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Professor Spotlight: Dr. Andrew Kolodny

The United States is in the middle of an opioid crisis. Dr. Andrew Kolodny, one of the nation’s leading experts on the prescription opioid and heroin crisis and co-director for the Opioid Policy Research Collaborative at the Heller School at Brandeis, has been doing his part to encourage efforts to stop the epidemic.

A senior scientist at the Institute for Behavioral Health at the Heller School at Brandeis, Dr. Andrew Kolodny has been part of the Brandeis community for five years. In 2013, he moved his grant to Brandeis because of the vast research being done here about the opioid crisis. He has become much more involved at Brandeis this past fall since taking the position of co-director for the Opioid Policy Research Collaborative.

Kolodny said that he chose to move his grant to Brandeis because “before the opioid issue was in the limelight, some of the best work was being done at the Heller School at Brandeis.” As he said in an article published by the Heller School, “The Heller team had access to an incredible database of narcotic prescriptions from multiple states, and the ability to do research with that data was very attractive… many other universities are still way behind in responding to the opioid epidemic, but at Heller you had an entire team of folks who were working on this issue for years.”

Kolodny is also the executive director of Physicians for Responsible Opioid Prescribing, a group dedicated to reducing morbidity and mortality caused by overprescribing opioid analgesics. However, he has been doing work with the opioid crisis for fifteen years, starting in the New York City Department of Health and Mental Hygiene in the Office of the Executive Deputy Commissioner. His first task out of medical school was to reduce drug overdose deaths in New York City. He helped to develop and implement programs such as city-wide buprenorphine programs, emergency room screening and referral to treatment programs for drug and alcohol misuse.

He initially noticed that most of the deaths due to heroin were in the poorest neighborhoods in New York, stemming from the 1970s heroin epidemic. In the 1970s, the epidemic mainly hit teenagers in low-income, primarily non-white communities. Continuing with his work, a new opioid crisis became clear, affecting those of many other backgrounds and ages outside of the mostly non-white, low-income communities. This new crisis was beginning with pills prescribed by doctors.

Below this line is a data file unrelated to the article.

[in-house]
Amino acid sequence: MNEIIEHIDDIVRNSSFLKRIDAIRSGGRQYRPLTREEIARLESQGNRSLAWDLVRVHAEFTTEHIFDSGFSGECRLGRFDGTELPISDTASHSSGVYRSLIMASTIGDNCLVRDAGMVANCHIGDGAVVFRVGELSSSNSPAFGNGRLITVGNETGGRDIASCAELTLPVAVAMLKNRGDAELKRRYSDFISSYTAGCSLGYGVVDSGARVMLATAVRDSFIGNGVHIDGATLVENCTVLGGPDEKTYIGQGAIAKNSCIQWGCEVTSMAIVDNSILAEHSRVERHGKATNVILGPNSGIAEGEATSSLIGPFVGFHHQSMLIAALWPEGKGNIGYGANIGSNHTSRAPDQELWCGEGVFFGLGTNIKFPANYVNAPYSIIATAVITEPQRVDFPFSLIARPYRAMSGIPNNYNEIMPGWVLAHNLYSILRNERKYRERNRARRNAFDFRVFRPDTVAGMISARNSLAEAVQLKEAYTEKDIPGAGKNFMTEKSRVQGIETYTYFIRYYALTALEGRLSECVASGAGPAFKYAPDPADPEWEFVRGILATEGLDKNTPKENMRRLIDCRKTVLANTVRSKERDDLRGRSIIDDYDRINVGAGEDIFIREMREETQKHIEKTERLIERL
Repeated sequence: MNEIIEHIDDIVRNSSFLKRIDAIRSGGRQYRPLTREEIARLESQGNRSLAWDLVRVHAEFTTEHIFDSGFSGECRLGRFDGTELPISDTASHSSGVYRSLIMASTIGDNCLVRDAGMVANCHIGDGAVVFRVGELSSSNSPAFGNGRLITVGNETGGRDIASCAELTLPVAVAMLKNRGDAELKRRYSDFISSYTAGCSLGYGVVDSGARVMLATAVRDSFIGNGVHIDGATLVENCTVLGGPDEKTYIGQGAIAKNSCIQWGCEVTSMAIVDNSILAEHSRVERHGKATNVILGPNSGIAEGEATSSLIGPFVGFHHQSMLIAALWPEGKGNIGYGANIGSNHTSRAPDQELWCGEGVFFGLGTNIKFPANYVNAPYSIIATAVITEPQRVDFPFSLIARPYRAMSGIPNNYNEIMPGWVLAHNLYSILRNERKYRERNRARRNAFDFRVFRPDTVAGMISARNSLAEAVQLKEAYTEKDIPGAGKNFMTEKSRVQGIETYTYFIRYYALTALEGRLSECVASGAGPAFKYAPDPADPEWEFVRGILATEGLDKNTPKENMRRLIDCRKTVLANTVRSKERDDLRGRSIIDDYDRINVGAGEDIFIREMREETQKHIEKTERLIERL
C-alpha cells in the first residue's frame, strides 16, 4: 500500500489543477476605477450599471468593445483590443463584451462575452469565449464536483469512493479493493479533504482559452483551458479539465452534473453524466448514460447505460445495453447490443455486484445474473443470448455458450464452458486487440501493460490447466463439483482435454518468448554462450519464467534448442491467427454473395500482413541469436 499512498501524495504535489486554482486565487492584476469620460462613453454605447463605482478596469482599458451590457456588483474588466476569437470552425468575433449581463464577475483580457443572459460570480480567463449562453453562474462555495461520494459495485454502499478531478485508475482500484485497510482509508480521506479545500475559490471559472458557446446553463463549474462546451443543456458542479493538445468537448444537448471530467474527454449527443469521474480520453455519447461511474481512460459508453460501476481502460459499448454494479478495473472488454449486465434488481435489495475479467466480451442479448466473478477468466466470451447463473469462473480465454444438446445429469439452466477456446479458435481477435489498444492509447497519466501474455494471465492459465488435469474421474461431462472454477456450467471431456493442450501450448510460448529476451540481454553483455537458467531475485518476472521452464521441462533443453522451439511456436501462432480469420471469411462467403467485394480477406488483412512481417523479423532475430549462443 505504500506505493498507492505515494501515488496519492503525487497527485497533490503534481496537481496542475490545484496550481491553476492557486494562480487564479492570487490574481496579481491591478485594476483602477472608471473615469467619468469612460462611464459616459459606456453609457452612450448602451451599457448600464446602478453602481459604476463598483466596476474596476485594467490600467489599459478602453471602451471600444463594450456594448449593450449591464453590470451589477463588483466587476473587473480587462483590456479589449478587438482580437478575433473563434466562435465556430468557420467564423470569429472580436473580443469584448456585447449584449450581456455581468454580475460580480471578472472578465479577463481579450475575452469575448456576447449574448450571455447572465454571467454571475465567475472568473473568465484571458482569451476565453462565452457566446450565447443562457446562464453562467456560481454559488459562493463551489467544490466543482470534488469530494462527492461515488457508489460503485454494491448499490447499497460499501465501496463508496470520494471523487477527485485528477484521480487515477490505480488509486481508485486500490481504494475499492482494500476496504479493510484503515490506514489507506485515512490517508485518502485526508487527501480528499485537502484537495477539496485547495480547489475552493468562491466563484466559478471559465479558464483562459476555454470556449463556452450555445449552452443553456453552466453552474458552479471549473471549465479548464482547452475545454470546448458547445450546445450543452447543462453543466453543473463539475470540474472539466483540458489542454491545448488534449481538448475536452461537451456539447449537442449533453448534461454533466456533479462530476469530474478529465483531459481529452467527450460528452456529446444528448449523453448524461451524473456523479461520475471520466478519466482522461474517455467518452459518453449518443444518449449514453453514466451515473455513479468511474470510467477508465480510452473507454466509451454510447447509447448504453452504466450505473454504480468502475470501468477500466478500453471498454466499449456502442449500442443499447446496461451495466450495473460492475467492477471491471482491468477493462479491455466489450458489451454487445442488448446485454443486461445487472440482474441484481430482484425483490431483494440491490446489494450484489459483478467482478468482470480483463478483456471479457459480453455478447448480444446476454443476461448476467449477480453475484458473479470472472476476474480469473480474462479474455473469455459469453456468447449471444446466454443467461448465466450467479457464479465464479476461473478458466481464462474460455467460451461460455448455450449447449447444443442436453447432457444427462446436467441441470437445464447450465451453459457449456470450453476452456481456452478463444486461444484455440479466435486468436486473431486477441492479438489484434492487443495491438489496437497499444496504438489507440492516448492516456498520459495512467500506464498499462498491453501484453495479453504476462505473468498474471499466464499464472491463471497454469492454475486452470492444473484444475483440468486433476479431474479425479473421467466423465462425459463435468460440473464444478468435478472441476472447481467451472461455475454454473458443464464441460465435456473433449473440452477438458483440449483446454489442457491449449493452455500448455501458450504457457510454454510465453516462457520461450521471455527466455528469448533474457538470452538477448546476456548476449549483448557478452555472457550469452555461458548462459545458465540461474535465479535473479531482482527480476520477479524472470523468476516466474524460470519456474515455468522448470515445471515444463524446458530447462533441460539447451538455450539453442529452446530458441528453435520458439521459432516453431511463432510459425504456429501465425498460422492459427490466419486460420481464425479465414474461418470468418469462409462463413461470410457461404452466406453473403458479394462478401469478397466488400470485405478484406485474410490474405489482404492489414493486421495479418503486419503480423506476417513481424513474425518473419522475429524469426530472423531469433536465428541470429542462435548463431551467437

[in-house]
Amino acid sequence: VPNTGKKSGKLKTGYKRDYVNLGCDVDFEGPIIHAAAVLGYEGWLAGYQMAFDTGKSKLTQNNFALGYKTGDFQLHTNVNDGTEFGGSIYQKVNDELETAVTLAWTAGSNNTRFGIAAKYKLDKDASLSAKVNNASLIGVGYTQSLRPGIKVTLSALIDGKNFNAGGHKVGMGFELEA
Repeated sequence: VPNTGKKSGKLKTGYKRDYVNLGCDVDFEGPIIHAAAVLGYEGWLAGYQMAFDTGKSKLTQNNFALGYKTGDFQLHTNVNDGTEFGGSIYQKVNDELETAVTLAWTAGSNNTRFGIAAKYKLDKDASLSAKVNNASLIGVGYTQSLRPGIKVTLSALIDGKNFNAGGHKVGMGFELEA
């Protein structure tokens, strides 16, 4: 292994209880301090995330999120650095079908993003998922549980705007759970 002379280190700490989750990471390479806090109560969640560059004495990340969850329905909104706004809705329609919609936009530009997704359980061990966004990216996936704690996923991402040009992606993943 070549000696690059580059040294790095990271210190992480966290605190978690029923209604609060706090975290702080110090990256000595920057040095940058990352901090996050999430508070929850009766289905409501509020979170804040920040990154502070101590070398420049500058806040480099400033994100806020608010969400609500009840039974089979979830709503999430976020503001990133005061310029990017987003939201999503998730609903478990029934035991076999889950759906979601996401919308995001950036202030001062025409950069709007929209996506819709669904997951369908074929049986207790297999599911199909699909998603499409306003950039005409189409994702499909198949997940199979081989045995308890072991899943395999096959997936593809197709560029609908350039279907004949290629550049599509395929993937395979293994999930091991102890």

“Our main interest is efforts to bring the epidemic under control,” Kolodny stressed about the focus of his research. Overall, it is not completely clear what works well and what does not to fix the crisis; however, Kolodny and his team are trying to inform the policy makers about the research that has been effective in order to make changes.

Kolodny explains how this new crisis is evidently caused by the medical community over-prescribing such highly addictive medications. The opioid prescriptions have been increasing since the 1990s. Kolodny stated that “over the past twenty years, there has been a 900 percent increase.” He also stressed that it is important to understand why doctors are prescribing these dangerous drugs so often.

Pharmaceutical companies, such as Purdue Pharma (which produces Oxycontin), have been pushing doctors to be more lenient when prescribing painkillers. Kolodny says that the way that pharmaceutical companies have made such a change in prescribing habits is by “marketing designed as education.” Doctors, including himself, are drilled to believe that these opioids do more help than harm to people and that people only get addicted in rare cases.

Kolodny defined the epidemic as “a very large increase in the number of Americans addicted to opioids over a short period of time.” This past year there is evidence to show that fewer Americans have become addicted to opioids than previous years; however, there is still a long way to go before reasonable levels are reached. In order for the epidemic to subside, “the incidence number of new cases must decline,” Kolodny said. The two strategies that he proposes are preventing addiction and treating those who are currently addicted.

In order to prevent addiction, it is crucial that doctors be more careful when prescribing opioids. Increasing access to treatments for people already addicted is also very important, according to Kolodny. A treatment that he talks about is using a drug called Buprenorphine. However, access to this drug is limited.

Looking into the future, Kolodny says that he and his team at the Heller School have more grant money coming to further their research about diminishing the opioid crisis. They are also seeking funding and philanthropy in order to have the flexibility to study what they think is most necessary. Kolodny’s overall stance is that the issue is not abuse but rather addiction. He insists that opioids are not a safe treatment for chronic pain because of the danger of addiction that has become so prevalent rather than people simply abusing the drugs. Over the past fifteen years, Kolodny has become an influential voice for opioid crisis research, despite his views that go against the pharmaceutical companies’ interests.

As Kolodny mentioned to BrandeisNOW reporters after his address to the National Governors Association Conference, “The opioid crisis should not be defined by the specific opioids involved in overdose deaths…This is an epidemic of opioid addiction…We need to prescribe opioids much more cautiously to prevent opioid addiction, and we need to improve access to effective outpatient addiction treatment for those suffering from this awful disease.”

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